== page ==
Jessica Naudziunas

Reporter

Jessica is Harvest Public Media's connection to Central Missouri. She joined Harvest in July 2010. Jessica has spent time on NPR's Weekend Edition Sunday and WNYC's Soundcheck, and reported and produced for WNIN-FM in Evansville, Ind. She grew up in the City of Chicago, studied at the University of Tulsa and has helped launch local food gardens in Oklahoma and Indiana.

Jessica Naudziunas left KBIA in 2012.

 

 

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Eric Durban (Harvest Public Media)

As the local food movement continues to gain steam, many Americans are becoming more and more familiar with their dinner’s origins. But food consumers aren’t just learning about food production at local farmer’s markets, many are getting educated on today's great connector: social media.

A free-range chicken isn’t a free-agent. It may only spend a portion of its day in the great outdoors. The rest of the time? Anywhere but a cage. Though, that information is not something you'll find spelled out for you on a package of chicken breast. On this week's Field Notes: really listening to what food labels say, or don't say.

Missouri is home to almost 400 vineyards that employ thousands of agricultural workers who pick, crush and nurture grapes like the Norton, the official state grape. Around $60 million worth of Missouri wine is sold each year. Today on Field Notes, we ask an expert to taste a little of that wine.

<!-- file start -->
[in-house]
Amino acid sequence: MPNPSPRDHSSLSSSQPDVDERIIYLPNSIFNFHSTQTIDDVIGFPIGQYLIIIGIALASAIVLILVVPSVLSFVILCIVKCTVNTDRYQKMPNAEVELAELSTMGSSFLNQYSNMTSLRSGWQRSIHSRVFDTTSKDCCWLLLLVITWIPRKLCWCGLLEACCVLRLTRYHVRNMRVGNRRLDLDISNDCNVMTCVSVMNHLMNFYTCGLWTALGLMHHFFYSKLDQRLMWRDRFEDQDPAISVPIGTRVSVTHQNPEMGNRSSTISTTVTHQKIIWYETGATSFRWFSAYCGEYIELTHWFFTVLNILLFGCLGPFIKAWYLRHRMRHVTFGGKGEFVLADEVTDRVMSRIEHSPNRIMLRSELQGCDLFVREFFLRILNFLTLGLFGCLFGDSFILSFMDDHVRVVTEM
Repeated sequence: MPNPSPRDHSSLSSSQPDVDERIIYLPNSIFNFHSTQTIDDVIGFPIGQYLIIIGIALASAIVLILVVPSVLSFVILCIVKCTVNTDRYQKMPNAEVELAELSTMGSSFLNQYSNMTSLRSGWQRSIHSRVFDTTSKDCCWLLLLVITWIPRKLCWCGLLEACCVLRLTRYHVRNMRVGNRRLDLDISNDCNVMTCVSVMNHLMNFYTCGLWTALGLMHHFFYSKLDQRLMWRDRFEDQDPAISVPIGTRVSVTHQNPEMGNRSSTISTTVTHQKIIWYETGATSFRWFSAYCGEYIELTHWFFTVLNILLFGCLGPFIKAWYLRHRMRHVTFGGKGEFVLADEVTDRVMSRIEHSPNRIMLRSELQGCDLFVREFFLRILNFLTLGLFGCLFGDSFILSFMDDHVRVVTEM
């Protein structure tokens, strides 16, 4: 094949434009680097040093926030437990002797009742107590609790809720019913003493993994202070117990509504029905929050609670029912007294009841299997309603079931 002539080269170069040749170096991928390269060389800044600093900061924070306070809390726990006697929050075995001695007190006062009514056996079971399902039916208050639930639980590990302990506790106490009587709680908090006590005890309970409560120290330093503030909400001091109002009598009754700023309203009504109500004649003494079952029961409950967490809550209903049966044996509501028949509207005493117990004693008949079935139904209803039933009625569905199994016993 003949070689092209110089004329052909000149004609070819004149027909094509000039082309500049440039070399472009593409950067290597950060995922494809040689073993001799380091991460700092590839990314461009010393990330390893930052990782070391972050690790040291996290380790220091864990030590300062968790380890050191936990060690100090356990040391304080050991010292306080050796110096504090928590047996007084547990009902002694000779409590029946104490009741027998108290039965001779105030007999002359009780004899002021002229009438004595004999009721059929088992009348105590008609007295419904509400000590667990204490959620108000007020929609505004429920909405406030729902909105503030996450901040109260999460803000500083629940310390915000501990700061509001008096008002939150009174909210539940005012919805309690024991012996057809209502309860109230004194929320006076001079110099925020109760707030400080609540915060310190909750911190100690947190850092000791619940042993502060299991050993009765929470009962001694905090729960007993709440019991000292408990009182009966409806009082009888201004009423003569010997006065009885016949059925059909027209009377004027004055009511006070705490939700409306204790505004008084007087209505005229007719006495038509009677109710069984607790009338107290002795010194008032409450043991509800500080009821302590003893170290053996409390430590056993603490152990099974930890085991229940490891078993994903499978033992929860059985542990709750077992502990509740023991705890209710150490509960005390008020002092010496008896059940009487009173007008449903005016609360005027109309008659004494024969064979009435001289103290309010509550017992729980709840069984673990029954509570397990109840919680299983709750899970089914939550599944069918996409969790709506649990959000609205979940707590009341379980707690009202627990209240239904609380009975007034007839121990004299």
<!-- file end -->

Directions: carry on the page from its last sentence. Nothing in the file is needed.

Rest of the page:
jimmywayne / Flickr

How much you are willing to pay for your favorite sandwich? If it has peanut butter in it, you may soon be recalculating. A looming shortage of U.S. peanuts is causing the price of peanut butter to soar. Even if you're willing to pay more for peanut butter, you should know what's driving up the cost of this American staple food. Listen to this episode of Fields Notes for the answer.

KRob2005 / Flickr

Think of the most natural, pristine place you've ever visited. You might envision a national forest or state park. These locales provide a landscape of solace, peace and quiet. We relate to these getaways as pure, real nature that's managed to stay untouched through centuries of human intervention. Now imagine your favorite hiking path or placid lake as a construction of wildlife: an outdoors reality based on someone else's idea of an anti-urban, off-the-beaten-path wilderness. On this episode of Field Notes, we explore nature conservation with environmental journalist Emma Marris.

The second warmest summer on record is coming to a close, but states like Texas and Kansas are still gripped by high temperatures and extremely low rainfall. Now, the drought has spread north to southwestern Missouri where farmers in the parched Ozark foothills haven't seen real moisture since May.

When it comes to selling produce, farmers have a few options. There are grocery stores, then there are farmers markets. In Kansas City, mobile markets are even cropping up. Check out that story, here. Now, we bring you barebones farmers on wheels. Road bikes are the preferred form of travel and mode of commerce for the operators of Quail Bone Farm in Columbia, Mo.

Farm Aid’s “Homegrown Village” is a sort of cheesy title for something that’s really simple, and from what I saw and heard, rare.

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